We begin to grasp how simple objects function: they are not the ordinary objects we encounter in everyday life, that impact upon our senses in causal ways. Rather, Wittgenstein’s embracing of the Context Principle makes him see objects in a technical sense: they are the referents of names in simple sentences, which names, when put together with predicates using the ‘scaffolding’ of logic, give us the structure of our world in language.

Future Contexts

Wittgenstein, then, accepts the Context Principle in the same form as Frege, makes essentially the same critical use of it, and shares with Frege a conception that the best way to find out what sort of things exist is to reflect on the nature of language. In the famous passage at the beginning of the Tractatus, Wittgenstein states, “The world is the totality of facts not of things” (1.1). If, as Wittgenstein claims at 2.063, “the sum total of reality is the world,” then it is only language that gives us reality, since it is only language that gives us facts. And the way language pictures reality in the Tractatus cannot be understood without a background understanding of Wittgenstein’s assent to Frege’s Context Principle and the use he makes of it.

Despite their common conception of ontology, of what exists, Wittgenstein and Frege differ from one another in significant ways. Whilst Frege, like Russell, yearned to provide a language more logically perfect than ordinary language, Wittgenstein does not believe that there is anything fundamentally wrong with ordinary language; rather it is that the surface form of an ordinary language proposition can sometimes mislead about its actual logical form. Therefore he thinks there is a need to reveal the structure of propositions more perspicaciously than ordinary language always allows.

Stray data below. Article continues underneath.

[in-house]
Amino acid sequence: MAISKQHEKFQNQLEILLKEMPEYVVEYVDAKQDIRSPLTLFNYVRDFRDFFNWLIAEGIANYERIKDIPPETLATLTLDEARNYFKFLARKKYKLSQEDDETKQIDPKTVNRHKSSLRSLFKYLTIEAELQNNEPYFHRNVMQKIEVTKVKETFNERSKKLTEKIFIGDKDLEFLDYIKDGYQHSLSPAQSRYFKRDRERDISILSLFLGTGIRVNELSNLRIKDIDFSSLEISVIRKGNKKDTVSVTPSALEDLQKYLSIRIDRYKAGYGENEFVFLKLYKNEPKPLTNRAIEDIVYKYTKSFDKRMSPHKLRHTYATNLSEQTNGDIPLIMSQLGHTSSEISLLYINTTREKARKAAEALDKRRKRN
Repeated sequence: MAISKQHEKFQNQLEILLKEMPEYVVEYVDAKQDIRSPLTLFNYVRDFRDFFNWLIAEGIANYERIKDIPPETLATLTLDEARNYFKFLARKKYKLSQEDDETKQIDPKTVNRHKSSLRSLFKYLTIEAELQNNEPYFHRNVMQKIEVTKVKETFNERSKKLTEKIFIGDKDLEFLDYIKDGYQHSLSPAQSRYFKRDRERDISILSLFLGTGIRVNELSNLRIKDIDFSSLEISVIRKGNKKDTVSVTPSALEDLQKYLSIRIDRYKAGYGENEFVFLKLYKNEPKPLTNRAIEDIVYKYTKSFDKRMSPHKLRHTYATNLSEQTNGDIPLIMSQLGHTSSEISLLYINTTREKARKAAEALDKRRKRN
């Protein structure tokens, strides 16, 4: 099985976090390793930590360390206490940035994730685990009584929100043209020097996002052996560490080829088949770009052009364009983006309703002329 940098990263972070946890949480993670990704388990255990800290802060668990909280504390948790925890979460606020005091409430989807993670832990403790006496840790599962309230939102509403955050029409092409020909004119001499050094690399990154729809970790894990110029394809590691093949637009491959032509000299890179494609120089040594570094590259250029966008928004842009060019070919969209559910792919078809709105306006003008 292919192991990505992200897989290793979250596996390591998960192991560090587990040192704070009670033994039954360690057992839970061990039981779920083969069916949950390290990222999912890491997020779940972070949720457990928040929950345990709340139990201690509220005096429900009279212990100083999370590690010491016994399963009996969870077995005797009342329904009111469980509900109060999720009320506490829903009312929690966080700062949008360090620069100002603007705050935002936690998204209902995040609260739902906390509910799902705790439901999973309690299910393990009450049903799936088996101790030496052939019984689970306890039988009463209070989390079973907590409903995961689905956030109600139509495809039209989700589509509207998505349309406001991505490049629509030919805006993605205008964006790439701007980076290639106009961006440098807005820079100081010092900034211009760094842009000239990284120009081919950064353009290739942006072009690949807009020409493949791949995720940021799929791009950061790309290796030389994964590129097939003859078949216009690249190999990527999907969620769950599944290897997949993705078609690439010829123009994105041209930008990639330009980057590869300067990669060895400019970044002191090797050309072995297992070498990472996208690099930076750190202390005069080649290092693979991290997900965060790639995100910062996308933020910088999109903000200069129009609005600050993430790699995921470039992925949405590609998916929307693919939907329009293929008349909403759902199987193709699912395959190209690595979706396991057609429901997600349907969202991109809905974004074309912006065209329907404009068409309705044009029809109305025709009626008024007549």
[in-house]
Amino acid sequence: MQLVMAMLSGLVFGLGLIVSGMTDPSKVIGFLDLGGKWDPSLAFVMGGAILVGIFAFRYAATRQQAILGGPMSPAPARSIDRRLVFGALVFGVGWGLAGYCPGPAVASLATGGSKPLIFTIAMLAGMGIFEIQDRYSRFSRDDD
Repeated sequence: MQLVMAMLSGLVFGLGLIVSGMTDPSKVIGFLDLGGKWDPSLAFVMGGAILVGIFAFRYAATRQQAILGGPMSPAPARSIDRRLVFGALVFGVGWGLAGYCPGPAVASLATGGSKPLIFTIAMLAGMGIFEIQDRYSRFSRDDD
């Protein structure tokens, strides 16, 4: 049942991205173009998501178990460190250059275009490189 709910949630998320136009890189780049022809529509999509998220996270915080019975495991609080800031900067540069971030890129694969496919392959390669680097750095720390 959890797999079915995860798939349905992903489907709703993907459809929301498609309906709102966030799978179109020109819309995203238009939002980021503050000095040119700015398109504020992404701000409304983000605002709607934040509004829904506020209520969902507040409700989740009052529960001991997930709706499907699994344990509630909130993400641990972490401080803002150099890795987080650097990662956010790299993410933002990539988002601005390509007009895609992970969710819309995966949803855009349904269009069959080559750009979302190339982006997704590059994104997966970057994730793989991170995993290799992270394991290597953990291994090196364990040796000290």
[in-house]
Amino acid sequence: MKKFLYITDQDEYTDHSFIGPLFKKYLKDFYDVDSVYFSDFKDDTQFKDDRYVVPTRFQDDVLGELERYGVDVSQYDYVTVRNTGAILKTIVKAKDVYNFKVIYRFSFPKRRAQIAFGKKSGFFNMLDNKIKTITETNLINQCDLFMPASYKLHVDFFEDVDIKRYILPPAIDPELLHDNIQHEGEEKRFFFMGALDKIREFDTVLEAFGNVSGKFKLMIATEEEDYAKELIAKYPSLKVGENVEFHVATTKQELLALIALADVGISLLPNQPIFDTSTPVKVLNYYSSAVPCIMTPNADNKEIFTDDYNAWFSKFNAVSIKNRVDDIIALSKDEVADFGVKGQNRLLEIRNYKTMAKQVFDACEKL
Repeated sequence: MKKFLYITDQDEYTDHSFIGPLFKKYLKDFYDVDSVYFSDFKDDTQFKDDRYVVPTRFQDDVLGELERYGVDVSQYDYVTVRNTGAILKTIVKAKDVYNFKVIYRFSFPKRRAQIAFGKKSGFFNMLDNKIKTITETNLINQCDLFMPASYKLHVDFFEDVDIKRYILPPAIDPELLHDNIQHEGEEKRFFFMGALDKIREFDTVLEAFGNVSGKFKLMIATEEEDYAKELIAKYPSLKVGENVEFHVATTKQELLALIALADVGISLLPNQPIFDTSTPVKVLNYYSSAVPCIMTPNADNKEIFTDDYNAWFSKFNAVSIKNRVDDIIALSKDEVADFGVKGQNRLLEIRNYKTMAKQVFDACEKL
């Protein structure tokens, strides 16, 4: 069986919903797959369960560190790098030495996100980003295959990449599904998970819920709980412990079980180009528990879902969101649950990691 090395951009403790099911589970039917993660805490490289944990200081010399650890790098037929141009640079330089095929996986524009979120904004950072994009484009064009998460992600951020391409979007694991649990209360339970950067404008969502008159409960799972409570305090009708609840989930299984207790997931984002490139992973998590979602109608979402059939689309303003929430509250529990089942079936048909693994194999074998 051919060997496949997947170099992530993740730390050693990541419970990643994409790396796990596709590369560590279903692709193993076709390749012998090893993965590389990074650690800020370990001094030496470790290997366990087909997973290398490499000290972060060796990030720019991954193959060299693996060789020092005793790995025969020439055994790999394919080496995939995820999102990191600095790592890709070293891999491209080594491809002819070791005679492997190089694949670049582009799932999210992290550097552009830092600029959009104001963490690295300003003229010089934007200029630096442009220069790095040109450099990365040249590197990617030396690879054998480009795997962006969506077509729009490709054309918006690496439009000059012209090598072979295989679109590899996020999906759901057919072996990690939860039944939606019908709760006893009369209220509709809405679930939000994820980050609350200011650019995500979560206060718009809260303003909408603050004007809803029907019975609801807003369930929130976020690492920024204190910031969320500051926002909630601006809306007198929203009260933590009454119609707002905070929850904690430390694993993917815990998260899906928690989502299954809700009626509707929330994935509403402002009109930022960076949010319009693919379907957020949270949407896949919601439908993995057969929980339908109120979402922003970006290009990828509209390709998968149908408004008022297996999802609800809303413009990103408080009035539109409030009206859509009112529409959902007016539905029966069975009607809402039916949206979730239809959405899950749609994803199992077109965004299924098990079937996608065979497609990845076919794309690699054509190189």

Wittgenstein’s assent to the Context Principle continued long after the Tractatus. He remained committed to it while developing his mature conception of ‘meaning as use’ in the Philosophical Investigations, where he again quotes the Context Principle verbatim (§49). In the Tractatus, as we have seen, the Context Principle is essentially used in a structural way. However, it already contains in embryonic form the idea of the Philosophical Investigations that there is a ‘philosophical grammar’ to our claims about the world that is embodied in our practice of using language meaningfully. At the time he was writing the Tractatus, Wittgenstein could only understand this notion of ‘background’ – what was later to become ‘grammar’ – in terms of an abstract structure underlying our language-use but independent of it. It was only when the lessons of his mature conception of linguistic use had been absorbed that the full concept of ‘grammar’ emerged, and Wittgenstein saw that our most fundamental practical commitments as human language-users are an intimate part of what it means to characterise reality in language. So in the Investigations, although the Context Principle continues to be affirmed, the context shifts from propositions to include the entire language game and ourselves as competent language-users in the various forms of life we pursue. Yet to the extent that Frege recognised that the linguistic characterisation of reality is always contextual, and the Wittgenstein of the Tractatus endorsed Frege’s insight, it is possible to represent the origins of Wittgenstein’s mature conception of language in the Investigations and beyond as already there in the Context Principle as it emerges in the Tractatus, and in the work of Wittgenstein’s illustrious forebear, Gottlob Frege.

© Rev. Dr Susan J. Lucas 2015

Susan Lucas is Priest-in-Charge at St Faith, Great Crosby, Liverpool.